Balancing our lives with 3 children was not always smooth, but we made every attempt to recognize that while diabetes is a part of our life, family time was a major priority. Our daughter is now 31 years old and is a mother herself. She played lacrosse at the college level and is currently living her life to the fullest with love and health.
“At 28 weeks (of my third trimester), I was diagnosed with GDM during each of my three pregnancies. My diet changed – during my 2nd pregnancy, I was able to manage the GDM with diet only…” READ MORE OF JENN’S STORY BELOW:
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When were you diagnosed with gestational diabetes (GDM)?
At 28 weeks (third trimester). I was diagnosed with GDM during each of my three pregnancies.
Did your diet change after receiving the diagnosis of GDM?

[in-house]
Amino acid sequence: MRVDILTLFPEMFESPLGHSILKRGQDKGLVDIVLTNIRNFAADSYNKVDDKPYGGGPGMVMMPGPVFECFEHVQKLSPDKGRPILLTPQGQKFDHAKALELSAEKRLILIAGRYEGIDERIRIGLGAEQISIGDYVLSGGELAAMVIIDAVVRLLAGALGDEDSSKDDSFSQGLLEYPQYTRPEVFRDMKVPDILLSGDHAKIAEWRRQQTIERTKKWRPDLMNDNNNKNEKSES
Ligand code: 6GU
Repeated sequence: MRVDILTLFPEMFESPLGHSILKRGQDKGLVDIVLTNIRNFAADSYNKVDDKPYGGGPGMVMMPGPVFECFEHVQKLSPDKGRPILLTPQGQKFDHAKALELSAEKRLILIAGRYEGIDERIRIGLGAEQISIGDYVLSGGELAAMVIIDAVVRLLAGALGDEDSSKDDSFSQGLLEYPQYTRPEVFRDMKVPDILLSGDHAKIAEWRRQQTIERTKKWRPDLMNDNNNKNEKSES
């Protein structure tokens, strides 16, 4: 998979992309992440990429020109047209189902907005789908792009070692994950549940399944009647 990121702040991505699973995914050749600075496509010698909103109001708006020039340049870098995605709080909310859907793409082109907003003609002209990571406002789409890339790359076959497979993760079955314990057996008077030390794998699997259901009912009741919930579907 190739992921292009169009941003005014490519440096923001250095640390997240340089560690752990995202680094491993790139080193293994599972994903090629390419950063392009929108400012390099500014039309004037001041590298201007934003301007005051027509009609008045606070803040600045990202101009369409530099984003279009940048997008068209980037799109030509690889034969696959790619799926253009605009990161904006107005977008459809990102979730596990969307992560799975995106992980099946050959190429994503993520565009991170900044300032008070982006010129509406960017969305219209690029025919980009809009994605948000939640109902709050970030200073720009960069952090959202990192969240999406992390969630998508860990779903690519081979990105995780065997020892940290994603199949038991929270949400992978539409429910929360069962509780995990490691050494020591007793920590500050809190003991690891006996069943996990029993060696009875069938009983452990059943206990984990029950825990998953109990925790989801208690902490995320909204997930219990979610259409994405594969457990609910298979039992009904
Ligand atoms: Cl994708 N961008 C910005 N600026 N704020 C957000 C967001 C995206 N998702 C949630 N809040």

My diet changed – during my 2nd pregnancy, I was able to manage the GDM with diet only.
How did you adapt to the dietary changes?
I had small children and was working and had to keep snacks at hand.
Did you need to take medications for GDM at all?
During my 1st and 3rd pregnancies, I needed insulin injections towards the very end.
How did you feel about the diagnosis of GDM?
It was emotionally hard because I was worried about complications. I never had very high numbers. I am not sure if there are degrees of GDM, but fortunately I did not feel my situation was severe.
How often did you have to check your blood glucose after being diagnosed with GDM?